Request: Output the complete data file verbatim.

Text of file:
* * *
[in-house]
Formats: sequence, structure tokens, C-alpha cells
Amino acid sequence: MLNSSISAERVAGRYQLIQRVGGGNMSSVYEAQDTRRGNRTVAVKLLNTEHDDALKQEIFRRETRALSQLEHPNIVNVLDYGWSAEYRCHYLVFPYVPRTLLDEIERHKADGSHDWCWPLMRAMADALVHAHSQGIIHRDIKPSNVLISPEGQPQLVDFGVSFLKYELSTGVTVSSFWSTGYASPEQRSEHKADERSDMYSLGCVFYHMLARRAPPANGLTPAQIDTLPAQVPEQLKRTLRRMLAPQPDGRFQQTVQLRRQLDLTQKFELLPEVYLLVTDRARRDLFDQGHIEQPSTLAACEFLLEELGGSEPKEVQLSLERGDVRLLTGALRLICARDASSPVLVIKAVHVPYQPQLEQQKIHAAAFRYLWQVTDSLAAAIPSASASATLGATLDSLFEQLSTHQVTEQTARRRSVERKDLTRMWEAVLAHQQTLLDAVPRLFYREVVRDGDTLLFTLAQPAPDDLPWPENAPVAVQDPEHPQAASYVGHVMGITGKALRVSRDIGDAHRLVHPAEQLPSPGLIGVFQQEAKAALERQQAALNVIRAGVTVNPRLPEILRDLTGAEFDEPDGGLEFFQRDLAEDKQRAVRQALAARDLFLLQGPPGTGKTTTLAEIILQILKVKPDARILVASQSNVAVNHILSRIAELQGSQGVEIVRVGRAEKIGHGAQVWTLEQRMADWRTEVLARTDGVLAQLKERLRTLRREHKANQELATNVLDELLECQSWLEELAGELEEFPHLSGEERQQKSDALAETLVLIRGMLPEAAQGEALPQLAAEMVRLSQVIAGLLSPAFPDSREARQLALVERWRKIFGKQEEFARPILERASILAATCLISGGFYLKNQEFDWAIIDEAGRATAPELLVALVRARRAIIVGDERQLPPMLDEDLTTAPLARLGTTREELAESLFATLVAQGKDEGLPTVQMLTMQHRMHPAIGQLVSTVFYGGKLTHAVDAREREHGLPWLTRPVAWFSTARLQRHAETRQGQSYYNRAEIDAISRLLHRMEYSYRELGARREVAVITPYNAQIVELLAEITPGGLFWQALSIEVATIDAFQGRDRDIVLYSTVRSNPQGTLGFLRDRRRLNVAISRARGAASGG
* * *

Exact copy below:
[in-house]
Formats: sequence, structure tokens, C-alpha cells
Amino acid sequence: MLNSSISAERVAGRYQLIQRVGGGNMSSVYEAQDTRRGNRTVAVKLLNTEHDDALKQEIFRRETRALSQLEHPNIVNVLDYGWSAEYRCHYLVFPYVPRTLLDEIERHKADGSHDWCWPLMRAMADALVHAHSQGIIHRDIKPSNVLISPEGQPQLVDFGVSFLKYELSTGVTVSSFWSTGYASPEQRSEHKADERSDMYSLGCVFYHMLARRAPPANGLTPAQIDTLPAQVPEQLKRTLRRMLAPQPDGRFQQTVQLRRQLDLTQKFELLPEVYLLVTDRARRDLFDQGHIEQPSTLAACEFLLEELGGSEPKEVQLSLERGDVRLLTGALRLICARDASSPVLVIKAVHVPYQPQLEQQKIHAAAFRYLWQVTDSLAAAIPSASASATLGATLDSLFEQLSTHQVTEQTARRRSVERKDLTRMWEAVLAHQQTLLDAVPRLFYREVVRDGDTLLFTLAQPAPDDLPWPENAPVAVQDPEHPQAASYVGHVMGITGKALRVSRDIGDAHRLVHPAEQLPSPGLIGVFQQEAKAALERQQAALNVIRAGVTVNPRLPEILRDLTGAEFDEPDGGLEFFQRDLAEDKQRAVRQALAARDLFLLQGPPGTGKTTTLAEIILQILKVKPDARILVASQSNVAVNHILSRIAELQGSQGVEIVRVGRAEKIGHGAQVWTLEQRMADWRTEVLARTDGVLAQLKERLRTLRREHKANQELATNVLDELLECQSWLEELAGELEEFPHLSGEERQQKSDALAETLVLIRGMLPEAAQGEALPQLAAEMVRLSQVIAGLLSPAFPDSREARQLALVERWRKIFGKQEEFARPILERASILAATCLISGGFYLKNQEFDWAIIDEAGRATAPELLVALVRARRAIIVGDERQLPPMLDEDLTTAPLARLGTTREELAESLFATLVAQGKDEGLPTVQMLTMQHRMHPAIGQLVSTVFYGGKLTHAVDAREREHGLPWLTRPVAWFSTARLQRHAETRQGQSYYNRAEIDAISRLLHRMEYSYRELGARREVAVITPYNAQIVELLAEITPGGLFWQALSIEVATIDAFQGRDRDIVLYSTVRSNPQGTLGFLRDRRRLNVAISRARGAASGG